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Prickly Pear Cactus-Boyce Thompson Arboretum

Whenever I read the word forage the image that pops in my head is of woods and streams, fiddlehead ferns and wild mushrooms. In spite of living surrounded by the desert for over a decade, I am stuck conjuring pastoral images of nature’s bounty.

Yet, I live across the street from a majestically gnarled olive tree. My own yard boasts a messy mesquite filled with usable pods. Prickly Pear cactus dot the neighborhood with their jewel tone fruit attracting birds and insects. What I lack is the know how to put any of the food offered by the desert landscape to use.

A class at Boyce Thompson Arboretum about juicing the “tuna”, the fruit of the Prickly Pear cactus, appeared on my radar of local food news and a day trip to the arboretum later, I am juiced and over flowing with information.

First stop: Opuntia pads, or nopalito, are available at Mexican grocers with thorns and eyes already removed. If you pick your own, they are best harvested in the spring. Choose pads that are 2-4″ in size. Pick pads with a tong-just grab and give it a twist (like twisting the cap off a bottle) at the base or sever with a knife. Remove thorns by scraping sides with a knife, then remove brown “eyes” with a vegetable peeler. Trim edges. Slice lengthwise and chop, air or oven dry to seal the edges. The pads taste a bit like a cross between green beans and okra, crunchy and fresh tasting. They are great for pickling. To add to a soup, stew, or in a relish, prepare by cooking in 4 quarts salted water for 15-20 minutes, then drain. I like them raw and crisp in a salad with a shot of lime juice, olive oil, salt and black pepper or simply grilled.

On the trail for fruit- old school method: First step, grab a desert broom branch (Ha! We all have those handy) to dust loose glochids or filament like spines from the tuna. The tuna is ripe for picking when the birds begin to eat and the color is deep red or magenta. Occurs here, in Arizona, late July through August. Our guides at the arboretum noted the quality of the fruit depends on growing location. Avoid picking near highways with car and truck fumes. Permits can be obtained to pick on National Forest or BIA lands. 50+ tunas yield about 1/2 gallon of juice. Pick using the tong and twist method mentioned above.

This Christmas cactus bloom echos its neighbor the Prickly Pear at the arboretum.

Rake the fruit after picking to remove spines. I read about burning off the spines with a flame or removing them with hot wax. Using a flexible rake, rolling them back and forth on gravel apparently does the trick as well. Avoid any barefoot walks in the yard when you finish! Follow by rinsing fruit under running water.

Insects add value: The waxy white substance often found on the fruit is a secretion deposited by nymphs of cochineal insects. Aztecs and Mayans valued the crimson colored dye from the crushed insect using it for cloth and for tribute payments to rulers. It takes 70,000 insects to make 1 lb. of cochineal. The “tuna blood dye” was highly valued for export by the Spaniards, along with silver, from the Americas to Europe until the mid-1800’s. Currently used as a food coloring, the dye recently stirred up food and beverage news. Apparently, bug juice is not a welcome ingredient for vegans, and those who follow a kosher or halal dietary tradition, in a Starbucks drink.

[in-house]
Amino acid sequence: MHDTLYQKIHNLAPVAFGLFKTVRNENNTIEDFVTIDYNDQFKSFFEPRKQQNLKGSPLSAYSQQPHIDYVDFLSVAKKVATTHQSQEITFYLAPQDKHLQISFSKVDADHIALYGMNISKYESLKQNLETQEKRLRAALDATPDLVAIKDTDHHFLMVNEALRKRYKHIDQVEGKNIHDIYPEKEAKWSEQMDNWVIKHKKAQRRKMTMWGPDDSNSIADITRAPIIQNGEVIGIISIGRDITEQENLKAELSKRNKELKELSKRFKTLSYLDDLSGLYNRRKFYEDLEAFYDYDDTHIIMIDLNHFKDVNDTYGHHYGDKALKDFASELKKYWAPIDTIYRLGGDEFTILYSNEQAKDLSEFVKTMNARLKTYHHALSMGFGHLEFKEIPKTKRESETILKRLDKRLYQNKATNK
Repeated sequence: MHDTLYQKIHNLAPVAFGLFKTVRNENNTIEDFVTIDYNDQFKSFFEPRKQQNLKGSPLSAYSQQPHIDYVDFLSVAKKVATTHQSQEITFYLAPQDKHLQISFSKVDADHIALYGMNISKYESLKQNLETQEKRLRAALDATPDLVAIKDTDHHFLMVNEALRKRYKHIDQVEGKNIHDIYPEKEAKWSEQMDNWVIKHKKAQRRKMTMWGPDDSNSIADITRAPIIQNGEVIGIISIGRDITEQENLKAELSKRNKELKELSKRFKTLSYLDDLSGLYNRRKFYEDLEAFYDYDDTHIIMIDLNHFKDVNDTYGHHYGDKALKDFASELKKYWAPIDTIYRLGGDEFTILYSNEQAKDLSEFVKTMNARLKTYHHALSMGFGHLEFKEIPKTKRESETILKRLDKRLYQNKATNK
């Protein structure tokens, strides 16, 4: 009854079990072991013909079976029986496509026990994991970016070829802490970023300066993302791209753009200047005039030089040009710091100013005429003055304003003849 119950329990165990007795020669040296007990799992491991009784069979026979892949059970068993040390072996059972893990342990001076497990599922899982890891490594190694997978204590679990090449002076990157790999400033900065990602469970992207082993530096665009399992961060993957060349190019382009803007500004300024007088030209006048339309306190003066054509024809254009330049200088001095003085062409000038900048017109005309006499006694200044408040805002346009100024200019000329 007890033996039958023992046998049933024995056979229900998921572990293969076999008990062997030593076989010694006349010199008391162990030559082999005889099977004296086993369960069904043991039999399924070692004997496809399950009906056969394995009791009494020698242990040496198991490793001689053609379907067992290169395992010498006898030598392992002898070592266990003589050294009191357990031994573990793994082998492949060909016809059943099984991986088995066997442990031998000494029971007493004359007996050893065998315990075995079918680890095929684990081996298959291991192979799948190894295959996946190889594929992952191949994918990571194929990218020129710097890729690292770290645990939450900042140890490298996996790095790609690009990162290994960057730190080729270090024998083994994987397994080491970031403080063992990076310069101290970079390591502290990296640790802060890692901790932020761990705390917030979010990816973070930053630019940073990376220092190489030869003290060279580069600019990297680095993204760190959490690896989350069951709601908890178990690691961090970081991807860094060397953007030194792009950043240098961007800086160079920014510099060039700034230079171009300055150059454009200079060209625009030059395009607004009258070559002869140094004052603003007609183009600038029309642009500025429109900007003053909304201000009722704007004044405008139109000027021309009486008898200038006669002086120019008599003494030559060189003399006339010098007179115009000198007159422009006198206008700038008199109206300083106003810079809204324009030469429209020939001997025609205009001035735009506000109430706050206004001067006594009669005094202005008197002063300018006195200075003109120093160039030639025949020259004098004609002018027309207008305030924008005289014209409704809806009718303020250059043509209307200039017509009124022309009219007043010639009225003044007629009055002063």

Cochineal extract is used as a food and cosmetic coloring. Also referred to as carmine, crimson lake, and natural red 4 on package labels.

Raked tuna-spines removed. After raking, place tunas in a plant container or sieve, roll a few more times to remove any left on spines, then wash again to remove any remaining thorns and dust.

Jewel-tone fruit cleaned and ready for next prep step.

Final step: juice prickly pear fruit with water. The fruit has a lot of pulp, so straining through a fine mesh sieve or cheesecloth after juicing is a good idea. Our guide offered another method: place fruit in pillow case, drop case in boiling water and cook until fruit is soft, hang over a large pan and collect dripping juice. No worries about that stained pillow case, the juice is water soluble. Fresh juice will last in refrigerator about 1 week before it begins to ferment. Freezer is best place to store for later use.

Too much DIY? Forgo the pillow case-Prickly Pear Syrup can be purchased at specialty food grocer.

Prickly Pear products from Foods of the Superstitions co-owner, Jean Groen. Jean is an author, edible desert plant expert and as one of our guides, shared the above tips on harvesting, preparing and utilizing the Prickly Pear tuna and nopales. The juice from the cactus is mild in flavor, like a cross between a melon and a pear. It is used to make jam, jelly, candy, sauces, and relishes. I simply made a simple syrup with prickly pear juice (use in mixed drinks, add to sauces for flavor) instead of water: Heat equal parts prickly pear juice and granulated sugar in sauce pan, stir until sugar dissolves. Add in 1 or more Teaspoons fresh squeezed lemon juice, depending on sweetness of fruit. Cool and store in refrigerator.

Need some inspiration? Desert dessert at Rancho Pinot GrillDevoted to local food stuff, Chef Chrysa Robertson served Mesquite flour crepes with local peach ice cream and prickly pear honey sauce for a Foraged Dinner with Hank Shaw, author Hunt, Gather, Cook– June 2011.


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